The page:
Contrasting Zack Wheeler And Matt Harvey

The New York Mets won the games pitched by Zack Wheeler and Matt Harvey over the weekend, but their performances illustrated the gap between the two, and still the need for improvement of each.

Let’s look first at Wheeler, who is here to stay. He’s taken his lumps and will take some more. Wheeler’s problem remains command of all his pitches, beginning with the fastball that is the lead domino. Again, Wheeler had a high pitch count that didn’t translate getting deep into the game. He didn’t get out of the fifth Saturday.

When that happens, coupled with Jeremy Hefner’s mugging the previous night, it means a strain on the bullpen and the need for Harvey to work deep into his game Sunday.

Harvey is head-and-shoulders above Wheeler now, and the Mets did it right with Harvey in that they stopped him at seven innings. If they went six that leaves the bullpen working three, which will accomplish what the Mets want on cutting Harvey’s innings, but it increases that of the bullpen.

Harvey struck out ten, and here’s a case where being overpowering works against him. Strikeouts hike up the pitch count, and he could extend his mound time if he pitched more to contact. But, I could be too picky here, in that contact also increases the possibility of hits, and runs, and maybe losing.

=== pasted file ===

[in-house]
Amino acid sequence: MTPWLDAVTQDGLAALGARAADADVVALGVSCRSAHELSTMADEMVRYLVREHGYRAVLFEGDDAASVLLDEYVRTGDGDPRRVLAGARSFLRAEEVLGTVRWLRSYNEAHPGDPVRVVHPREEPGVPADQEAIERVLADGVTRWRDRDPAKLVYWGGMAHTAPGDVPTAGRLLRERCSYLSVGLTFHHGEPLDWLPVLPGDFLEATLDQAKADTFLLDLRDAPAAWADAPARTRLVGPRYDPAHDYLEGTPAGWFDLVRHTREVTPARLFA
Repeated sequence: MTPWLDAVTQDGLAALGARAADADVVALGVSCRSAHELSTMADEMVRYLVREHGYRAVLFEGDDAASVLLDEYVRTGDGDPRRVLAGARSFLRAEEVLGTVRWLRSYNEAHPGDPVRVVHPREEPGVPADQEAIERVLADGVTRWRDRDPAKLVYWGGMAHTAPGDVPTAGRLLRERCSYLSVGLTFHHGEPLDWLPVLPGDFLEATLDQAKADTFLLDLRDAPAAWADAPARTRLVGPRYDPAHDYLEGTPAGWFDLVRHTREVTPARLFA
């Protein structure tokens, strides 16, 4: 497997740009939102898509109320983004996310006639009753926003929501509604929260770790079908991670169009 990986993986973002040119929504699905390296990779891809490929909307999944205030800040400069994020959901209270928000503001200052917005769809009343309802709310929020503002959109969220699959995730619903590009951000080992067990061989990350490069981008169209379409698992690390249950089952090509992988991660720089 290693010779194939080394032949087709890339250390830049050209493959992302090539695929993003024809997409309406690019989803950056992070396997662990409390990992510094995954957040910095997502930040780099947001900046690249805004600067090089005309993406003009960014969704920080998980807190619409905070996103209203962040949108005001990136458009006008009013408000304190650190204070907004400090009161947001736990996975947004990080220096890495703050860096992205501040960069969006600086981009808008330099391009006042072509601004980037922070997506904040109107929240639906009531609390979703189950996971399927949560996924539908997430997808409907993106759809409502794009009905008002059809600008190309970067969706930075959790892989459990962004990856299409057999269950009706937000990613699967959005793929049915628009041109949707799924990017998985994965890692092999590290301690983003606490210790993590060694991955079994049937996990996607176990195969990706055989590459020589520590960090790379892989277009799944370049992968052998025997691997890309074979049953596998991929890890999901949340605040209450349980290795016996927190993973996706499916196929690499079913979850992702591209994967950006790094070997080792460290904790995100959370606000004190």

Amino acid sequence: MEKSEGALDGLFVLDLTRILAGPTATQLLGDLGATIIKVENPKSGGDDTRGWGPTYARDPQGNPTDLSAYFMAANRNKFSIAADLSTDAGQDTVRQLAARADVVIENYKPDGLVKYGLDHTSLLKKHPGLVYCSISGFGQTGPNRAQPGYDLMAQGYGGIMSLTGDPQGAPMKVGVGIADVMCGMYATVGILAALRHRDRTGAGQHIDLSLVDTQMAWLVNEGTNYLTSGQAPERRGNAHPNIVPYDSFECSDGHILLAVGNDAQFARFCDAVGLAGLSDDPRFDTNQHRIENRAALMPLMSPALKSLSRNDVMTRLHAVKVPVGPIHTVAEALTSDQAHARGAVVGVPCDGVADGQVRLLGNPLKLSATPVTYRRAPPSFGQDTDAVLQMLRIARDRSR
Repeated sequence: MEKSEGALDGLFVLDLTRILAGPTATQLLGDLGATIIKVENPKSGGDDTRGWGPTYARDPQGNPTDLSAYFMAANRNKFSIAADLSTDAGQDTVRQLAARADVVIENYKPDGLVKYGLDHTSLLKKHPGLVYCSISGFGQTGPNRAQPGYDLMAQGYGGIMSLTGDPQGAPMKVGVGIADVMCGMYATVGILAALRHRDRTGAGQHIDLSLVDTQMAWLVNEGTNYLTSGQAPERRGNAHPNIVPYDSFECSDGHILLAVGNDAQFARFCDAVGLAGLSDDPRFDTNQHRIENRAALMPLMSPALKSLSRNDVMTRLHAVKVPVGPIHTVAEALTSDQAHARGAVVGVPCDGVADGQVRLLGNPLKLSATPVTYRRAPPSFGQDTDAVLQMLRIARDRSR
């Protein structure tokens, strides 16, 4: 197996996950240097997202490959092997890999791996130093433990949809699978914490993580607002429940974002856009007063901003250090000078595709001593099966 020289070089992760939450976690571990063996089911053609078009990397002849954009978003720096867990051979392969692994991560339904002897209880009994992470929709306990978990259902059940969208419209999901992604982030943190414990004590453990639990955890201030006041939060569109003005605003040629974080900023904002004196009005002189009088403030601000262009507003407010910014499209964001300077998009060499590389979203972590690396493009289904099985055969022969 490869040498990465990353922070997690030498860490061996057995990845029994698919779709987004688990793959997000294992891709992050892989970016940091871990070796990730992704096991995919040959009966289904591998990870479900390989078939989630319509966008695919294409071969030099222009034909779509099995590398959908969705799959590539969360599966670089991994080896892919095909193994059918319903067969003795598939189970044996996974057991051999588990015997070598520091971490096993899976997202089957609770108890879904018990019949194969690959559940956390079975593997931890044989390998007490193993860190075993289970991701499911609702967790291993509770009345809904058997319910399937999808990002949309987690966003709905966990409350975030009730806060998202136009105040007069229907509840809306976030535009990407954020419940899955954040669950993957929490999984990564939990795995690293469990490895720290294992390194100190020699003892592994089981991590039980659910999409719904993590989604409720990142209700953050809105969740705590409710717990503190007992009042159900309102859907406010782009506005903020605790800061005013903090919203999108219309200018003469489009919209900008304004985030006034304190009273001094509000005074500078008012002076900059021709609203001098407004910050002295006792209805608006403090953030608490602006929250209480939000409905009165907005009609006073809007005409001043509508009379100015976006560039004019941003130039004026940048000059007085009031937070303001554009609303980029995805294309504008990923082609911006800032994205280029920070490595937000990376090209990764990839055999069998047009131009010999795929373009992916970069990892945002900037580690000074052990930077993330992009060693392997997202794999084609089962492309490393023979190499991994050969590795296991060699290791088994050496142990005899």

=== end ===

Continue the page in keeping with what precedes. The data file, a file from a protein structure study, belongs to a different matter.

Perhaps I am and others are expecting too much from Harvey based on the early returns. Damn, the guy is really good and I admit I am violating my own rule of just letting him pitch and enjoy what I am seeing.

However, what he’s already provided just fuels expectations, like no other Mets’ pitcher since Dwight Gooden.

Harvey’s early demeanor shows he can take it, but Wheeler remains not a concern, but a question. The feeling is the light will go on with him, too, but when?

Confidence can be fragile and you don’t want to see Wheeler labor as he has been. One hundred plus pitches should get Wheeler through seven innings, not just past the fourth.

However, the Mets chose to push the envelope with him, and times won’t always be easy. Barring something totally unforeseen, Wheeler isn’t going to see the minors again this year, or next.

It’s sink-or-swim, and so far he’s treading water.

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